The Myths about Learning Arabic
( سورة يوسف , Yusuf, Chapter #12, Verse #2) “And thus We have sent it down as a Qur’an in Arabic, and have explained therein in detail the warnings, in order that they may fear Allah, or that it may cause them to have a lesson from it (or to have the honour for believing and acting on its teachings). “
( سورة طه , Taha, Chapter #20, Verse #113) “An Arabic Qur’an, without any crookedness (therein) in order that they may avoid all evil which Allah has ordered them to avoid, fear Him and keep their duty to Him. “
( سورة الزمر , Az-Zumar, Chapter #39, Verse #28) “And if We had sent this as a Qur’an in a foreign language (other than Arabic), they would have said: “Why are not its verses explained in detail (in our language)? What! (A Book) not in Arabic and (the Messenger) an Arab?” Say: “It is for those who believe, a guide and a healing. And as for those who disbelieve, there is heaviness (deafness) in their ears, and it (the Qur’an) is blindness for them. They are those who are called from a place far away (so they neither listen nor understand).”
( سورة فصلت , Fussilat, Chapter #41, Verse #44) And the Religion of Islam is in Arabic and the Sunnah and the History of Islam. Without understanding Arabic means not understanding Islam and the Quran and the Sunnah. So one must know it and understand it. Concerning what follows:
An Arabic course is designed to give the student a grasp of the Arabic language; so that the student can understand the Quran and Sunnah. There is no course on the market that will make you fluent no matter how much the course costs or what they tell you.
The reason why? Many courses cannot make you fluent because they are tools which are used to get you on the correct path. You have to look at how you learn your own mother tongue. About the age of 4, most children can make full sentences. This is due to their environment, listening, speaking, trial and error and being corrected by their care takers; while interacting with others, hearing and repeating what you hear; including being read to, or watching programs that interact and etc. Then from these, a few years in grade school of learning grammar and interaction with other studies such as math, related to problem solving. All these experiences make you who you are today with your mother language. No matter if you understand or realize this.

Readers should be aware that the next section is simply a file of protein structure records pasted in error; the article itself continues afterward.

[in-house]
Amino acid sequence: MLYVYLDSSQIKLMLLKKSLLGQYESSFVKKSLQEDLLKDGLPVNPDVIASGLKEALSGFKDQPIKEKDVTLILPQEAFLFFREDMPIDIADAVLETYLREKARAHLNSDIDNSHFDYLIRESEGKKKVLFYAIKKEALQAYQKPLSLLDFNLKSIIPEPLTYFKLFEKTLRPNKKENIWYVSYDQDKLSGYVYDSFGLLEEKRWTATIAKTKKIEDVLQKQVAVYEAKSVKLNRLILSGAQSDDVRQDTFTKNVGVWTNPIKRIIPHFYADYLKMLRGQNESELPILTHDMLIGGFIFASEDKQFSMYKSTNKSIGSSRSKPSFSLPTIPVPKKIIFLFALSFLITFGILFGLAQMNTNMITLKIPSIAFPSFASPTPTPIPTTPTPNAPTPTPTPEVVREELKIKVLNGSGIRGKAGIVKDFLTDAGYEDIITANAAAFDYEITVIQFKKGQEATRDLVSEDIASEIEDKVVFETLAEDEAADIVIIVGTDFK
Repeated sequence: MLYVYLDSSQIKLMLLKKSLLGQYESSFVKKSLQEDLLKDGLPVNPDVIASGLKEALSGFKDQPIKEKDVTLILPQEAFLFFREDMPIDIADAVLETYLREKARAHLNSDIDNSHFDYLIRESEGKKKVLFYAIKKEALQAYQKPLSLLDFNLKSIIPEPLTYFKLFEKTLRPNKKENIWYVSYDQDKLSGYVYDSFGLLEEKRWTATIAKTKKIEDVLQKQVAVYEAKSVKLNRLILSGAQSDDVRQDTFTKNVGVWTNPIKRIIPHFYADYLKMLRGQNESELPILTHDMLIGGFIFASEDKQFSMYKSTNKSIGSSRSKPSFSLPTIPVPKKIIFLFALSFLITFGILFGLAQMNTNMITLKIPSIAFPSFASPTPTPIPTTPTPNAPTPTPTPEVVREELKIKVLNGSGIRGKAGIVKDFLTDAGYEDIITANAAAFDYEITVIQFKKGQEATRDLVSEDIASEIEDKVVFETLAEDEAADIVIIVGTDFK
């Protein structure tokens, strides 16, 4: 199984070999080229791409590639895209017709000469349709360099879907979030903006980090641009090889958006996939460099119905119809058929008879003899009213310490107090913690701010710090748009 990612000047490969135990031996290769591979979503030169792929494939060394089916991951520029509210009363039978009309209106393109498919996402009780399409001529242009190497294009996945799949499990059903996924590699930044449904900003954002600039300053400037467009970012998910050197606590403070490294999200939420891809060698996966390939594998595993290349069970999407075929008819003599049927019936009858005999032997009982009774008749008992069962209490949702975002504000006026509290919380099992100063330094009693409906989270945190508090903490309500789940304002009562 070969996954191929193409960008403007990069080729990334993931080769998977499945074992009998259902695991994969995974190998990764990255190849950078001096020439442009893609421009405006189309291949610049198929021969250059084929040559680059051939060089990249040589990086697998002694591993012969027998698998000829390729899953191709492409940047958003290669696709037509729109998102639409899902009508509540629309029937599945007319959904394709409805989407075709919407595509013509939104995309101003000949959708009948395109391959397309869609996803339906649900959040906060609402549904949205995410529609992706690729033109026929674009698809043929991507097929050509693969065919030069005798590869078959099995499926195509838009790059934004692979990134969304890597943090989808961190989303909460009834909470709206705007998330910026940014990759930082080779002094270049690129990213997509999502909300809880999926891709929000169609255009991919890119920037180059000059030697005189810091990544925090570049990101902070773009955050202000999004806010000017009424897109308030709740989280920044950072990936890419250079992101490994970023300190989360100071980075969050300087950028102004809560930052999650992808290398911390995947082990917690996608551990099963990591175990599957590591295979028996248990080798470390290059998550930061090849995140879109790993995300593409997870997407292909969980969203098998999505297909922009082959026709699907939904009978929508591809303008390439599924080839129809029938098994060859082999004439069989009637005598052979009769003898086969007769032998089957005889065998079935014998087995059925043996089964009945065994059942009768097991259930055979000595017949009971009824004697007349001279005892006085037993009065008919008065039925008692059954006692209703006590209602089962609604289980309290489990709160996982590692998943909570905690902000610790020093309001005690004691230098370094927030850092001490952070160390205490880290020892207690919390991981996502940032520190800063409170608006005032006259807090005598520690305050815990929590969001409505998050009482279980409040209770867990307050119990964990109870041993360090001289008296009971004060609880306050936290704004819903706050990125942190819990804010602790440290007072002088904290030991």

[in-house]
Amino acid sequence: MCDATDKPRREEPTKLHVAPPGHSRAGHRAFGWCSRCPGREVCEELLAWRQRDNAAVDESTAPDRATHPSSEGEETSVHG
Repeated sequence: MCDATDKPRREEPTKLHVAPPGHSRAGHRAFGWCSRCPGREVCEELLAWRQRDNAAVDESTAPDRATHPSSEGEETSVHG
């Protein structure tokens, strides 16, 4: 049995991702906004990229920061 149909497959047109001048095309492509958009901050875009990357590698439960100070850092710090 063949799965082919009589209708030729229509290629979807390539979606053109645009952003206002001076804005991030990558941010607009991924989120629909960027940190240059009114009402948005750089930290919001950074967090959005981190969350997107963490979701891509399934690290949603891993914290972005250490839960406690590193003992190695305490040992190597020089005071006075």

The Myths about learning Arabic
Many mistakes students have in learning a new language is their approach and their environment in which they are learning; if they are learning Arabic in a non Arabic speaking environment. Some students focus on grammar. This is not how you learn your mother tongue, but this approach is what is popular in many courses and likewise in mine also. But many of these courses have flaws. Grammar alone will not make you a master of Arabic unless you have other things along with the course; such as listening, reading, and vocabulary skills. Many courses push grammar, while the student is clueless on vocabulary and clueless on listening skills. Or the listening assistance used is above the student’s level. I give you an example I have observed in a class of students who do not know vocabulary; given an audio by one popular Sheikh. In this commentary on Al-A’jurumiya, the sheikh himself, explains the book well; but the students who were listening to it did not know the difference between when to use قديم و كبير Qadeem and Kabeer. In the introduction of the book, when the Sheikh gives a beautiful example of Arabic as being easy like a house being made out of sugar cane and the door from iron. They were clueless, because the vocabulary used in the commentary of the book was designed for Arabic speakers; who already know Arabic from a grade to high school understanding in vocabulary. The audio was over the heads of students not possessing a basic knowledge of Arabic and were unable study the book, with the exception of a few rules here and there; from the Matan of the book, covering it page by page and word by word. It would have been better if they had an audio, which would have taught them basic conversion; in which they could learn new simple words that are used, instead of learning big words; while unable to use the fundamentals of everyday living and usage in Arabic. This book needs to be studied along with books that are considered basic.
My approach is different. I have seen those who study Al-A’Jurumiya, while clueless about Arabic and its usage when they finish the book. The book was not designed at an elementary level for a new student to Arabic; so they remain clueless. Then there is the myth of Arabic with many Western students, who think that if they finish Al-A’Jurumiya they will know Arabic, but this is not true. These are some of the myths many Westerners hold, who study Arabic. There are Arabic countries and institutions that are known for Arabic which may never study Al-A’Jurumiya; no matter how much the scholars advise many of the students of knowledge, that this is one the introductory books to grammar. But you have to take a look at the scholar’s audience; are they Arab who have with them grade school, high school and college in Arabic language? Or are they talking to Westerners, who do not know the difference between Hamza Alif, Alif and Alif Maksuura?